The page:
The Iowa Asylum

“Timothy Adams, living near Moville, was sent to the insane asylum the past week.”1

When a casual online search turned up this statement printed long ago in a small-town Iowa newspaper, I was intrigued. There are three generations of Timothys in my family, and all three might have lived near Moville, Woodbury County, Iowa at the time of publication of this issue of the Sioux Valley News on 9 January 1890.2 Which Timothy, then, was sent to the insane asylum? For that matter, which asylum? And why?

As it turns out, this Timothy Adam was the youngest of the three, the son of Timothy and Odile (Millette) Adam, and the grandson of Timothée and Marguerite (Chicoine) Adam. He was born on 26 September 1869 in Chicopee, Hampden County, Massachusetts,3 where his parents, French Canadian immigrants, were employed in the area’s cotton mills.4 The family remained in Massachusetts until 1883 when they traveled west, first to southeastern South Dakota and then to homestead near the community of Moville in northwestern Iowa.5

When Timothy, Jr. was seven years old, he suffered a fever that led him to experience what was described as a fit.6 These fits continued, “sometimes three or four in succession,” although a week could pass before another occurrence.7 Apparently, however, Timothy “was never [a] very bright boy,” and furthermore, as he grew older, his condition became more unmanageable.8 He suffered memory loss and “wanted to run away constantly without occasion.”9 It was for these reasons, including his first unmanageable fit, that his father had Timothy evaluated and committed to the Clarinda State Hospital in Clarinda, Page County, Iowa, on 7 January 1890.10

“Iowa State Hospital for Insane, Clarinda, Iowa (1908),” Prints & Photographs Online Catalog, Prints & Photographs Reading Room, Library of Congress, Washington, D.C. (http://hdl.loc.gov/loc.pnp/pan.6a04897 : accessed 28 March 2017).

One can only speculate as to what condition or conditions might have ailed Timothy. While the fits he suffered were perhaps epileptic seizures, low intelligence and a desire to run away from home were noted as secondary issues. Timothy was not the only child to cause his parents similar distress, as his younger brother, Edward, had run away several years earlier. In addition, upon Timothy’s entry into the asylum, it was noted that a member of his extended family had also been institutionalized: his mother’s younger brother, Joseph Millette, had entered the poorhouse in Beekmantown, Clinton County, New York, in 1869 at the age of nineteen.11 Records state that Joseph was an “imbecile,” intemperate, and, though he was of “respectable parentage,” his parents, too, were unable to care for him.12

At the time of Timothy’s admission to the asylum in the winter of 1890, the Clarinda State Hospital was brand new. Its first patients were received less than thirteen months before, and in fact, construction would not be complete until 1897.13 The Second Biennial Report of the Board of Trustees of the Iowa Hospital for the Insane at Clarinda reported a commitment to humane treatment, with avoidance of extreme measures such as restraint and isolation, and it can be hoped that Timothy and his fellow patients were treated with respect and kindness.14 Indeed, whether embellished or not, the Second Biennial Report stated of the years 1890-91, “Perfect harmony seems to exist between our superintendent and his subordinates.”15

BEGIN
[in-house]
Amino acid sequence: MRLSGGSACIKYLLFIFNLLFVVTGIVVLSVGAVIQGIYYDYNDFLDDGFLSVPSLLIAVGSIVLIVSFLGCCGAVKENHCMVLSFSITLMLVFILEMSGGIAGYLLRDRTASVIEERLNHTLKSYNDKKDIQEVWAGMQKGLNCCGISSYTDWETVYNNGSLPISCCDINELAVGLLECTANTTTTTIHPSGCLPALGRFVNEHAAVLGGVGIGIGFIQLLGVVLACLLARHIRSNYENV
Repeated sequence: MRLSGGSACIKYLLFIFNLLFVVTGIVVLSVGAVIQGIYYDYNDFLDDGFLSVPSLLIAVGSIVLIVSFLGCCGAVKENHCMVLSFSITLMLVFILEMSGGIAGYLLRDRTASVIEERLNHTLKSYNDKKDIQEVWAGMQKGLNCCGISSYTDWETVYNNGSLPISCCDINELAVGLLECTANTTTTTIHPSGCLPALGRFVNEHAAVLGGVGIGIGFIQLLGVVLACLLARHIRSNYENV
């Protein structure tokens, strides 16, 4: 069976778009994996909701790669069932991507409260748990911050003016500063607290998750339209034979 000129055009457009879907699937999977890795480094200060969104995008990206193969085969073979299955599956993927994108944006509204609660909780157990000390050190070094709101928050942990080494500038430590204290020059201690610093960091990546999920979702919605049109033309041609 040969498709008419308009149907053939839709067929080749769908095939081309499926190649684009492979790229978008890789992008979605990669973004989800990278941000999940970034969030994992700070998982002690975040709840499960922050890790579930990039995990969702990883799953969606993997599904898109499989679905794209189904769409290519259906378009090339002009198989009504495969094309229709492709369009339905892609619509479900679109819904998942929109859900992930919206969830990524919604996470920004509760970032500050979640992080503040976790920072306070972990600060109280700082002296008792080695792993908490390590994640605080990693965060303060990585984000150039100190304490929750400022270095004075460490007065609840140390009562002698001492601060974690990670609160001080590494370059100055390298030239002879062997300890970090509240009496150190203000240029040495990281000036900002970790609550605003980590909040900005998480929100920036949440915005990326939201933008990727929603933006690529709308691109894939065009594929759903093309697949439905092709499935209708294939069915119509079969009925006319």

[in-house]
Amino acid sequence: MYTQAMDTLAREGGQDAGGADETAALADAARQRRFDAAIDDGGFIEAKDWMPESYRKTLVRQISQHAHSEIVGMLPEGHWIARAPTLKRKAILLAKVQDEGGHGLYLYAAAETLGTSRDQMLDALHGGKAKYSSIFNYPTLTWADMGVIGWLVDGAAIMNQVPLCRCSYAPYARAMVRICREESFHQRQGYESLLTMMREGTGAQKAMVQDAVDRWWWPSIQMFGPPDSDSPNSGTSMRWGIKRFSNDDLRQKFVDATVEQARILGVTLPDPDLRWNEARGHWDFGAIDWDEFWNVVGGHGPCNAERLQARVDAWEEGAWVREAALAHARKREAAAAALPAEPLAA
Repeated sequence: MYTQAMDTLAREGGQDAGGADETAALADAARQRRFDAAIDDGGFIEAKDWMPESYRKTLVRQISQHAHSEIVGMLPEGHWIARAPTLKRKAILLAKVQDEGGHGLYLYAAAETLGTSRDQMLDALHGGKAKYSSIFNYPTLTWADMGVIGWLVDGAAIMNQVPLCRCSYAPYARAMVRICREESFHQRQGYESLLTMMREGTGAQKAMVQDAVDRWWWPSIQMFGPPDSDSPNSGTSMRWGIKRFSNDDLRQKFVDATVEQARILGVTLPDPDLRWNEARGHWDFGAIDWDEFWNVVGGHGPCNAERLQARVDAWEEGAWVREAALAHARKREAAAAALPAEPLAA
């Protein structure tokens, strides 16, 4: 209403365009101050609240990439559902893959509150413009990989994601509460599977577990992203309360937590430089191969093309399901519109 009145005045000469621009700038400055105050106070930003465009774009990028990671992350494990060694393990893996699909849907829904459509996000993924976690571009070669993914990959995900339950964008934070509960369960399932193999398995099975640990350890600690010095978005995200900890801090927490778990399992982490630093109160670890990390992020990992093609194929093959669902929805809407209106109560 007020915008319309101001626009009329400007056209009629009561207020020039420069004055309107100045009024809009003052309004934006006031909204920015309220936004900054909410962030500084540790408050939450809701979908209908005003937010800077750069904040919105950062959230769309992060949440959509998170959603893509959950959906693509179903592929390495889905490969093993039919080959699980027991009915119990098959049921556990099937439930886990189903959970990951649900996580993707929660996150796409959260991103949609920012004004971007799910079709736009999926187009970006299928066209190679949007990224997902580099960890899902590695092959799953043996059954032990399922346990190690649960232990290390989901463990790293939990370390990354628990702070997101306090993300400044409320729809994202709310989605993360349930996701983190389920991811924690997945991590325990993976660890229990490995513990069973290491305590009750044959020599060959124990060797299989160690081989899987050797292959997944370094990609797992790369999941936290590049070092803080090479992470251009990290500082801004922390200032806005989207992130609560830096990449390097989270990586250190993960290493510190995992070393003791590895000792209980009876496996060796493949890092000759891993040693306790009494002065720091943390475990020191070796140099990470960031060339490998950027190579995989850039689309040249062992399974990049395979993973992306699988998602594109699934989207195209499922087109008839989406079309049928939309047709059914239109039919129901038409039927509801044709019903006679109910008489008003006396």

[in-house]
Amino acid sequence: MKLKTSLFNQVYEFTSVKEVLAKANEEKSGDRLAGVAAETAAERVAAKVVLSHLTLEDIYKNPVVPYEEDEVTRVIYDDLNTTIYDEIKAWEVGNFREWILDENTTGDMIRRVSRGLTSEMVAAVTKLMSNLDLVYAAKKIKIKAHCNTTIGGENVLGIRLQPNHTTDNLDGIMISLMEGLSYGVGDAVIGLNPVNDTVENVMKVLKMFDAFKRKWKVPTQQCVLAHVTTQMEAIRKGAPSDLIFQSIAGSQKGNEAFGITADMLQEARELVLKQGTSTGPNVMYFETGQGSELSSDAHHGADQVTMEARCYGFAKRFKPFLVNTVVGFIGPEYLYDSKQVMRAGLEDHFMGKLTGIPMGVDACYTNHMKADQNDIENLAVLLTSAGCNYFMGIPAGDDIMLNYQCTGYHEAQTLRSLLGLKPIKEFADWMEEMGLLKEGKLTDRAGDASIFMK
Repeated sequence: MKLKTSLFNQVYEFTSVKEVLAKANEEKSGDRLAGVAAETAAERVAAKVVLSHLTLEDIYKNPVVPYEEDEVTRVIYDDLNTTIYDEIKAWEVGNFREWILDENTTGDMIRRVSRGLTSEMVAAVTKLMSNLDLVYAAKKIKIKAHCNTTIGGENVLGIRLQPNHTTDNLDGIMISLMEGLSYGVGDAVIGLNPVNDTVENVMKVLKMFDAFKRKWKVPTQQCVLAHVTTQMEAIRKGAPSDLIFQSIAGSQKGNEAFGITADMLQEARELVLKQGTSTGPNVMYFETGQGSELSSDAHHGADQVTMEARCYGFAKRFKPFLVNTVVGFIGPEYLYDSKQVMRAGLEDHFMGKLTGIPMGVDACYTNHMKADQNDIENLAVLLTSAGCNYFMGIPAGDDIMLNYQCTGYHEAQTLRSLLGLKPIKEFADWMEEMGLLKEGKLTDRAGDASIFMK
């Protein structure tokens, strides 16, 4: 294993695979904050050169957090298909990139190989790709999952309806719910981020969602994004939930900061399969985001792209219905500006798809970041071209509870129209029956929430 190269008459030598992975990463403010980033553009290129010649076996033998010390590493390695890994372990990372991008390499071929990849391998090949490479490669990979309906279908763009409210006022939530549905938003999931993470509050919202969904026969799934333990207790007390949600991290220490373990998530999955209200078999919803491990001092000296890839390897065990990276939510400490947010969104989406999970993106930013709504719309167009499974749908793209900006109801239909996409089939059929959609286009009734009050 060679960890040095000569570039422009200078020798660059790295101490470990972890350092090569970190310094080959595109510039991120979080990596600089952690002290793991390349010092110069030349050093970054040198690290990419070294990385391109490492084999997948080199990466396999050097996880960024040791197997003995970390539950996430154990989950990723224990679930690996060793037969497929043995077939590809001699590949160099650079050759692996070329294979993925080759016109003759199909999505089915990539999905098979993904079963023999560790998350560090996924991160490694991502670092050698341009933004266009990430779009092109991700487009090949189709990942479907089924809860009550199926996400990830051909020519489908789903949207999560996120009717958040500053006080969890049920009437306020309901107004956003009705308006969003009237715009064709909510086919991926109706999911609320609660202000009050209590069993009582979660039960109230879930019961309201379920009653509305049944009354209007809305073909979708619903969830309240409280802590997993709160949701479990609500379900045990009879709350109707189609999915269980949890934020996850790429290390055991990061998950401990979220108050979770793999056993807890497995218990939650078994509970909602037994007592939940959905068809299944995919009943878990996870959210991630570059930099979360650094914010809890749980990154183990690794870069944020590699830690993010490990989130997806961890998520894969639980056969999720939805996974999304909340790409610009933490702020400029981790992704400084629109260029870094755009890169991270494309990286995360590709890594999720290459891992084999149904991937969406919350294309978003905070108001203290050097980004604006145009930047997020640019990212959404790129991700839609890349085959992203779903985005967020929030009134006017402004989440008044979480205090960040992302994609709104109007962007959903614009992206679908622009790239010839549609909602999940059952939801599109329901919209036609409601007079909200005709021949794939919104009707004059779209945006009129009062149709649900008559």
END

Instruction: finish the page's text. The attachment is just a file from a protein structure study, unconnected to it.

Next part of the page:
The hospital housed a daily average of two hundred and sixty-one patients in January of 1890, a number that climbed over to over three hundred within a month.16 Although Superintendent Lewellen applauded the facilities as a whole, he also admitted that the hospital was overcrowded due to an influx of patients, many of whom had transferred from Iowa’s other mental institutions.17 However, the Second Biennial Report offered an encouraging perspective as to the overall conditions of the hospital, and plans were outlined for future improvements, including additions to the building and grounds as well as opportunities for patients to engage in both amusements and meaningful work.18

Timothy was discharged “without improvement” on 31 October 1891 after nearly two years at the hospital, perhaps once it was determined that no available treatment would be of help to him.19 It is not known whether he ever returned to his family. Sadly, Timothy died at the Clarinda State Hospital on 1 December 1894 at the age of twenty-five. Epilepsy was reported as his cause of death, which suggests he may have returned to the hospital due to a fatal seizure.20 He is buried in the hospital’s cemetery, many miles from his family and his former home.21